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sidering the consequences, may have inserted this malicious article, by way of pleasantry, as a kind of jest upon James.
Sir Rob. Nothing fo probable, Lady Rifcounter : this town swarms with such forward, frivolous puppies.
Ser. Sir, he is not within.
Lady Risc. No, my dear, perhaps only gone out with some bills for acceptance.
Sir Rob. Like enough. When will he be back?
Ser. The rest of the clerks have not seen him to-day.
Sir Rob. Not seen him to-day? what are all of them blind then ?
Lady Risc. Nay, Sir Robert, perliaps he has not been in the shop. Ser. So they say.
[Exit. Sir Rob. Then they could not fee him, indeed. Not in the shop? nay, then the businefs is clear; guilt, guilt, fight is full as bad as confeflion,
Lady Risc. It does look suspicious, I own ; but then nothing ill can happen without your daughter's concurrence, and you have not the least doubt of her.
Sir Rob. Doubt! hey!
Lady Risc. And, in fact, have nothing to fear.
Sir Rob. Fear! doubt! I hope your Ladyfhip has no more doubts than myself.
Lady Lady Rifc. Why should I? how does this affair concern me?
Sir Rob. As it concerns me, Lady Riscounter; do you suppose I should have been indifferent, if such a charge had fallen on Lucy?
Lady Risc. Such a charge can never fall upon my daughter Lucy.
Sir Rob. Full as soon as on my daughter Lydia.
Lody Risc. I am not, Sir Robert, so certain of that.
Sir Rob. Lady Riscounter, you begin to alarm me; you know more of this matter than you are willing to own.
Lady Rifc. Whatever I know, Sir Robert, I am resolved not to communicate.
Sir Rob. And why not?
Lady Risc. Whatever a mother-in-law says, the good-natured world always imputes to malice.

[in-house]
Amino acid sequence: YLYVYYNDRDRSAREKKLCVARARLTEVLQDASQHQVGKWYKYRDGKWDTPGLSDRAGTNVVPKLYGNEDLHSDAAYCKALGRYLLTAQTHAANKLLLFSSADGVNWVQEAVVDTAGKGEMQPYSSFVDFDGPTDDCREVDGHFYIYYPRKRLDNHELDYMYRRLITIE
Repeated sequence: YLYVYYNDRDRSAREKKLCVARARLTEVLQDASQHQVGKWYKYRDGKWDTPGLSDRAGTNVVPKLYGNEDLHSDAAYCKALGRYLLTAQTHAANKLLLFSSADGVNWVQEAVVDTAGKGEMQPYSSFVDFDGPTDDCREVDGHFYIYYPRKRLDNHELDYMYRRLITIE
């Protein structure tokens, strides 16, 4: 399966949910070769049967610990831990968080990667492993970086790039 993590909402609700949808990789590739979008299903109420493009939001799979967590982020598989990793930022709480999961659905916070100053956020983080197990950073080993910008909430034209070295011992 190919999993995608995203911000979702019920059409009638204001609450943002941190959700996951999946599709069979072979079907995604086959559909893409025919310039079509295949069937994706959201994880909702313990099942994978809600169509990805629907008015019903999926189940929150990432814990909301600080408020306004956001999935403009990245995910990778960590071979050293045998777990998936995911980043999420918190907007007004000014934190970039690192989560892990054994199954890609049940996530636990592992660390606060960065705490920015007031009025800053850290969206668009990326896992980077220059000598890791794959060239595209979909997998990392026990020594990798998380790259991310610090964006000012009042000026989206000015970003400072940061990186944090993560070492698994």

Sir Rob. Generally the case, I must own. But to me you may, nay, you ought to reveal.
Lady Risc. Since you are so earnest, I own fome rumours have reach'd me.
Sir Rob. Of what kind ?
Lady Risc. You will pardon me there : if you will examine your daughter's maid, Kitty; she, I am told, can satisfy all your enquiries.
Sir Rob. An artful baggage, I know. For heaven's fake, my dear, send her hither directly. Lady Rifc. But not the least mention of me.
[Exit. Sir Rob. Very well, I never observ'd the least correspondence between Lydia and James: but what of that? they would take good care, I warrant, to conceal it from me.
Enter Kitty. So, I find you were the go-between, the little infamous agent in this curs'd
Kitty. Sir Robert
Sir Rob. You must have been a volunteer ; I am sure, James was not able to bribe you, for he is as poor as a pillag'd black in Bengal.
Kitty. Really, Sir, I don't understand you.
Sir Rob. You mean, hussey, you won't : Come, you may as well tell ne all the particulars concerning Lydia and James; with the main article, you see I am already acquainted.
Kitty. Don't press me, pray Sir; I would rather die than say any thing to hurt my young mistress. Cries)
Sir Rob. Nay, pr’ythee, Kitty, don't cry, you are a good girl, and love my daughter, 'I see.